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  26.  1
    Esther Hing, Sarah Gousen, Iris Shimizu & Catharine Burt (2003). Guide to Using Masked Design Variables to Estimate Standard Errors in Public Use Files of the National Ambulatory Medical Care Survey and the National Hospital Ambulatory Medical Care Survey. Inquiry 40 (4):401-415.
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  27.  1
    Toru Shimizu (2003). Toward the Answer, but Still Far to Go. Behavioral and Brain Sciences 26 (5):569-570.
    The target article about the origin and evolution of the isocortex triggers questions about unresolved issues that still need to be dealt with, including: (1) the evolutionary scenario of the origin of the lateral isocortex, (2) the expansion of the dorsal pallium in nonmammals, and (3) the heterogeneity of the anterior dorsal ventricular ridge.
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  28. Olga F. Lazareva, Toru Shimizu & Edward A. Wasserman (eds.) (2012). How Animals See the World: Comparitive Behaviour, Biology, and Evolution of Vision. Oxford University Press Usa.
    The visual world of animals is highly diverse and often very different from the world that we humans take for granted. This book provides an extensive review of the latest behavioral and neurobiological research on animal vision, highlighting fascinating species similarities and differences in visual processing. It contains 26 chapters written by world-leading experts about a variety of species including: honeybees, spiders, fish, birds, and primates. The chapters are divided into six sections: Perceptual grouping and segmentation, Object perception and object (...)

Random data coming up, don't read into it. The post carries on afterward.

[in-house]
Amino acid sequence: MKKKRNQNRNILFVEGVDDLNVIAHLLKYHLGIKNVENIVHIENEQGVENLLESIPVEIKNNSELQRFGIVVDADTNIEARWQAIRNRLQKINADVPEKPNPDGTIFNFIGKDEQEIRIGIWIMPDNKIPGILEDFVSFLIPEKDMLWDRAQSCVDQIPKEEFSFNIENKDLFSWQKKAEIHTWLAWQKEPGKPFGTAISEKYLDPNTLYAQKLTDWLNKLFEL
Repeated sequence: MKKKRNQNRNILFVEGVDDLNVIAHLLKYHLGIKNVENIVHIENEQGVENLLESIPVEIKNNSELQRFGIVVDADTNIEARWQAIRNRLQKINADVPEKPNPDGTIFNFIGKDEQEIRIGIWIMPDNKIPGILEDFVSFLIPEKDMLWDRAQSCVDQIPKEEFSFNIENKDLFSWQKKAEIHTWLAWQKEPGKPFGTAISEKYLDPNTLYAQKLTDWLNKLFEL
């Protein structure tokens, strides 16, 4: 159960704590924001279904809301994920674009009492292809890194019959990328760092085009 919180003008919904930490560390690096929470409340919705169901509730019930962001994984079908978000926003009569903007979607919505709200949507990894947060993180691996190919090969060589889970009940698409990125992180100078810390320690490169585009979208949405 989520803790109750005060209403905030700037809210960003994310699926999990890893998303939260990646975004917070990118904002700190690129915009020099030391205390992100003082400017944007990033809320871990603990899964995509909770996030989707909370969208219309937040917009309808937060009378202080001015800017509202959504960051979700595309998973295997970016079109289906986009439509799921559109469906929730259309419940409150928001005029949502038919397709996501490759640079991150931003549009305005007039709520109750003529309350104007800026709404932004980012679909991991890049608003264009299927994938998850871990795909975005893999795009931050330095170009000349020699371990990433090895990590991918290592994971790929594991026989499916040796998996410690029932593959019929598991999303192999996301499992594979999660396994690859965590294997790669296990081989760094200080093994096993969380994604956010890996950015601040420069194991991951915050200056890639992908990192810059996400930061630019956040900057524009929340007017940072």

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  29. Linda Pifer, Kinya Shimizu & Ralph Pifer (1994). Brill Online Books and Journals. Society and Animals 2 (2).
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  30. Kosuke Shimizu (2016). Linus Hagstrom Identity Change and Foreign Policy: Japan and its ‘Others’, Routledge, 166 Pp. Japanese Journal of Political Science 17 (2):324-327.
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  31. Bernard Bernier (2006). National Communion: Watsuji Tetsuro's Conception of Ethics, Power, and the Japanese Imperial State. Philosophy East and West 56 (1):84-105.
    : Watsuji Tetsurō defined ethics as being generated by a double negation: the individual's negation of the community and the self-negation of the individual who returns to the community. Thus, ethics for him is based on the individual's sacrifice for the collectivity. This position results in the conception of the community as an absolute. I contend that there is a congruence between Watsuji's conception of ethics as self-sacrifice and the way he perceived the Japanese political system. To him, the (...)
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  32.  30
    Bruce B. Janz (2011). Watsuji Tetsuro, Fudo, and Climate Change. Journal of Global Ethics 7 (2):173 - 184.
    In this paper, I wish to consider Watsuji Tetsuro's (1889?1960) concept of climate (fudo), and consider whether it contributes anything to the relationship between climate change and ethics. I will argue that superficially it seems that fudo tells us little about the ethics of climate change, but if considered more carefully, and through the lens of thinkers such as Deleuze and Heidegger, there is ethical insight in Watsuji's approach. Watsuji's major work in ethics, Rinrigaku, provides concepts such as between-ness and (...)